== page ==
This play might help you feel better.
If you’re anything like me, you’re in constant awe of people who can just, like, talk to other people. What in God’s name is that like– do these confident freaks visualize the course of conversations they’re about to spark? If so, are they not certain that every possible human interaction ends with somebody yelling at them because they suck so bad?
Because that’d be wild. Imagine: having the social wherewithal to go “uh,” when a waiter puts food you didn’t order in front of you, as opposed to just smiling beatifically and convincing yourself that this wrong food will probably still be good and if it isn’t, well then that’s your fault somehow. Jesus Christ, can these people just, just like, talk? On the phone? Can they just do that?
For myself and a lot of other folks, nature, nurture, and mental illness are stacked so haphazardly within us as to engender an all-pervading terror in our heads and our hands, one that puppets us and makes us sick. And despite my propensity for really overdoing it with the figurative language, it’s pretty much impossible to describe. I mean, I can tell you what I’m afraid of– the phone, driving, that maybe I actually haven’t changed that much since high school, that today will finally be the day that my friends realize that I’m boring and inconsiderate, that all my friends will leave me, that maybe I don’t deserve friends as good as the ones I have, potatoes that have gone bad and started Growing the Things— but the why that people demand of me when I refuse to do something or go somewhere, that why is dust. An imperceptible path through teething fauna that somehow leads from “asking the barista for a new cup because the one she gave me is broken” to “my actual death.”
The most frustrating part of these neuroses is their duality– It is, objectively speaking, super funny that I’m refusing to ask this Target employee where the bathrooms are because oh God what if he yells at me for asking where the bathrooms are. Like, the idea of a Target employee whipping around and screaming “WHO do you THINK YOU ARE? Are you a CHILD, you can’t just HOLD IT IN for HALF AN HOUR? Whoops, maybe YOU ARE; you certainly have the HAIRLINE of a NEWBORN.” That rocks, I love that. However, the subjective reality of a world out to ruin you is markedly less funny. It’s exhausting and it doesn’t make me special and it is killing me.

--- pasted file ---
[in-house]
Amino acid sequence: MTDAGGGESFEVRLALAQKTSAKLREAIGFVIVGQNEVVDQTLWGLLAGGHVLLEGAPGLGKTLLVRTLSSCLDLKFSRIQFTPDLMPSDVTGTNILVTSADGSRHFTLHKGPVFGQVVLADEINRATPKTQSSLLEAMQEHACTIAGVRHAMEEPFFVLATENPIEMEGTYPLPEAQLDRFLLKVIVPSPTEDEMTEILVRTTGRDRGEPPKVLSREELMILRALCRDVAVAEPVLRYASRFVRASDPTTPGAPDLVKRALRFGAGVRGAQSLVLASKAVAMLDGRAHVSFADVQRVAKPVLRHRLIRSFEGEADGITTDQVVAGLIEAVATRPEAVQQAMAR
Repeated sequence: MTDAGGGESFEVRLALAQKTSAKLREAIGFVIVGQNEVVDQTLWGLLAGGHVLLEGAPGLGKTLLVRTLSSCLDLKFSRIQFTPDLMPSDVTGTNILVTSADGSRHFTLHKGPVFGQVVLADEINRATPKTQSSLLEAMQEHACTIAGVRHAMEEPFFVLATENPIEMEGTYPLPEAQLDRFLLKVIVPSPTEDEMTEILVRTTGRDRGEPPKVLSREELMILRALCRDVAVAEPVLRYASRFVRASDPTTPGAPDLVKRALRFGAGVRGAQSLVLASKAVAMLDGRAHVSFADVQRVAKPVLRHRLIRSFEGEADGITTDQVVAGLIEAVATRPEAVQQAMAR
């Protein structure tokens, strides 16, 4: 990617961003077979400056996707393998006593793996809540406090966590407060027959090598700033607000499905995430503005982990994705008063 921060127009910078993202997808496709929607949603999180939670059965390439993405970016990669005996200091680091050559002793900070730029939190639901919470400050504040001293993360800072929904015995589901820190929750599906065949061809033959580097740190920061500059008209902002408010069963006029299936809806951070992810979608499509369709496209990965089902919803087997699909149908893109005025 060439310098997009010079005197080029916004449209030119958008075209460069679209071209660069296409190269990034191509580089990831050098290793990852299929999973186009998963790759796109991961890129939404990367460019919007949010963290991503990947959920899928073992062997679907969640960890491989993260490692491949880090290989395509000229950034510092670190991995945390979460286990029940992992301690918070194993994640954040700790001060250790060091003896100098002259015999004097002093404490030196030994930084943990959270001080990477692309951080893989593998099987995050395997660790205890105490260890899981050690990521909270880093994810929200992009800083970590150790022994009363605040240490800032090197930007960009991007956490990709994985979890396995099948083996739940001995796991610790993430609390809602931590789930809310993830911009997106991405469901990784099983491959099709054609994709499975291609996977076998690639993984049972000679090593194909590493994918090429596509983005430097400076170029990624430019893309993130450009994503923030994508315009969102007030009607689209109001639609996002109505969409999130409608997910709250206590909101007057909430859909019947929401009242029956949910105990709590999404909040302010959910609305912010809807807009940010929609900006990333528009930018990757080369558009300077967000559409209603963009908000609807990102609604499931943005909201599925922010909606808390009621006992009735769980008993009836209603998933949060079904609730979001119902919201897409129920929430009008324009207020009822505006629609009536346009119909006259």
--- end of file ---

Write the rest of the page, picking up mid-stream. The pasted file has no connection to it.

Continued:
This is where I and many others live: the apology between comedy and tragedy.
One in Four, by Levi Meerovich, is a play where those illogical social fears are actualized and demonstrated. Absolutely positively 100% nothing goes right for anybody, nope, nothing at all. And it’s so so goddamn funny. This is a play in which four incognito aliens end up as roommates on Earth, each one believing the other three to be human; a play in which a shifting and constant slideshow of Danny Devito pics figures prominently; a play in which the first six seconds of the Seinfeld theme song is played no less than three times. And in spite of, or perhaps because of all these things, One in Four makes me feel a lot less pathetic. Because Levi knows that the pull between the funny and the bone-crushingly sad is quintessentially human.
To those who don’t experience the world as I do (and I know that sounds kinda Hot Topic T-Shirt “u dnott understand my DAMAG,” for which I apologize), One in Four is a very very funny demonstration of my social fears. Aliens, reckoning with human bodies and emotions for the first time, manage to slip on whatever banana peel is presented them down to, like, the atomic level: nonchalance gives way to paranoia, friendships curdle instantly, a game of charades becomes exactly as fraught as games of charades will always become. The comedy of extraterrestrial dweebs just beefing it hardcore when they get to Earth illuminates a human tragedy that’s so difficult to explain: the path between an innocuous interaction’s start and the worst possible way it could end.
To those who combat the same things I do, there’s incredible (and hilarious) catharsis in watching four people who are not people try their best to be people. To think that incomprehensibly intelligent life forms would visit Earth and immediately get confused because they swore that they left that door unlocked, and that this confusion gives way to inexplicable and disproportionate terror and rage just as it would for me is incredibly comforting. That an alien tries to apologize for lashing out and ends up scared, mushmouthed, and convinced that they’re going to die in that moment just like I would makes me feel vindicated. It makes me feel not so weird.
It makes me feel like I’m more okay than I think I am.
So please, come check out One in Four. It is very funny. It is only an hour long. It is a pleasure to be involved with. And if you are someone who feels like you’re wrong for the way you think, for the way you process emotion and action, for the way other people make you feel, it might offer comfort. If you, like me, feel as though your psyche is stretched thin between the objective comedy and the subjective horror of your worldview, One in Four might help. It might make you feel just a little bit better.
Dixon Cashwell is a soon-to-be-NY-based actor and writer.
He plays Sid in One in Four.